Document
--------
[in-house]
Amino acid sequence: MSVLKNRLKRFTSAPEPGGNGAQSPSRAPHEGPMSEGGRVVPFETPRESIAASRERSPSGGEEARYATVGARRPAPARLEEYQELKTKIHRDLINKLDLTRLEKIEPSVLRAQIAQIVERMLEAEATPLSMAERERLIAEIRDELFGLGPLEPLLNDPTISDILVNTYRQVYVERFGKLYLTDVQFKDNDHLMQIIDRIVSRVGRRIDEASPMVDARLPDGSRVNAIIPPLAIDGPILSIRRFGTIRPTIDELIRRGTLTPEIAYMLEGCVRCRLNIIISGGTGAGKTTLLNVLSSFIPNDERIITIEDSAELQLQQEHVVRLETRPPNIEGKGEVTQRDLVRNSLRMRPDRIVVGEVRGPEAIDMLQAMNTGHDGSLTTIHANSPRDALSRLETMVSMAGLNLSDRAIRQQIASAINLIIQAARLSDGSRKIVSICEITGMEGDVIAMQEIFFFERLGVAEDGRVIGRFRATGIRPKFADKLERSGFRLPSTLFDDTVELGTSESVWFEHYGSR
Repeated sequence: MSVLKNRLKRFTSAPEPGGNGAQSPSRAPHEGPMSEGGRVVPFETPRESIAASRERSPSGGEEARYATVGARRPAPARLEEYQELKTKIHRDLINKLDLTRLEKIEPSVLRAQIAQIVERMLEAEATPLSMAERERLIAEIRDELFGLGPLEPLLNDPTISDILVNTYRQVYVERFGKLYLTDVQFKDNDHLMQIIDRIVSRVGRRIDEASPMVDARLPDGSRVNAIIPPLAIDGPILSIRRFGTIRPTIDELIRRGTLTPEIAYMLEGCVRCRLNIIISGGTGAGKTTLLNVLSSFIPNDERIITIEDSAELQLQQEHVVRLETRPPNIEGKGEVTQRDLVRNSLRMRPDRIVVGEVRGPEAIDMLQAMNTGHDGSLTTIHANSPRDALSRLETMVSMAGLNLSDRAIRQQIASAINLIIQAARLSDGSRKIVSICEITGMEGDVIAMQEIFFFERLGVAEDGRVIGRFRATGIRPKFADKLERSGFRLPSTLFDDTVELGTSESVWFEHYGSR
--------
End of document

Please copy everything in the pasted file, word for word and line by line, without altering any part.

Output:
[in-house]
Amino acid sequence: MSVLKNRLKRFTSAPEPGGNGAQSPSRAPHEGPMSEGGRVVPFETPRESIAASRERSPSGGEEARYATVGARRPAPARLEEYQELKTKIHRDLINKLDLTRLEKIEPSVLRAQIAQIVERMLEAEATPLSMAERERLIAEIRDELFGLGPLEPLLNDPTISDILVNTYRQVYVERFGKLYLTDVQFKDNDHLMQIIDRIVSRVGRRIDEASPMVDARLPDGSRVNAIIPPLAIDGPILSIRRFGTIRPTIDELIRRGTLTPEIAYMLEGCVRCRLNIIISGGTGAGKTTLLNVLSSFIPNDERIITIEDSAELQLQQEHVVRLETRPPNIEGKGEVTQRDLVRNSLRMRPDRIVVGEVRGPEAIDMLQAMNTGHDGSLTTIHANSPRDALSRLETMVSMAGLNLSDRAIRQQIASAINLIIQAARLSDGSRKIVSICEITGMEGDVIAMQEIFFFERLGVAEDGRVIGRFRATGIRPKFADKLERSGFRLPSTLFDDTVELGTSESVWFEHYGSR
Repeated sequence: MSVLKNRLKRFTSAPEPGGNGAQSPSRAPHEGPMSEGGRVVPFETPRESIAASRERSPSGGEEARYATVGARRPAPARLEEYQELKTKIHRDLINKLDLTRLEKIEPSVLRAQIAQIVERMLEAEATPLSMAERERLIAEIRDELFGLGPLEPLLNDPTISDILVNTYRQVYVERFGKLYLTDVQFKDNDHLMQIIDRIVSRVGRRIDEASPMVDARLPDGSRVNAIIPPLAIDGPILSIRRFGTIRPTIDELIRRGTLTPEIAYMLEGCVRCRLNIIISGGTGAGKTTLLNVLSSFIPNDERIITIEDSAELQLQQEHVVRLETRPPNIEGKGEVTQRDLVRNSLRMRPDRIVVGEVRGPEAIDMLQAMNTGHDGSLTTIHANSPRDALSRLETMVSMAGLNLSDRAIRQQIASAINLIIQAARLSDGSRKIVSICEITGMEGDVIAMQEIFFFERLGVAEDGRVIGRFRATGIRPKFADKLERSGFRLPSTLFDDTVELGTSESVWFEHYGSR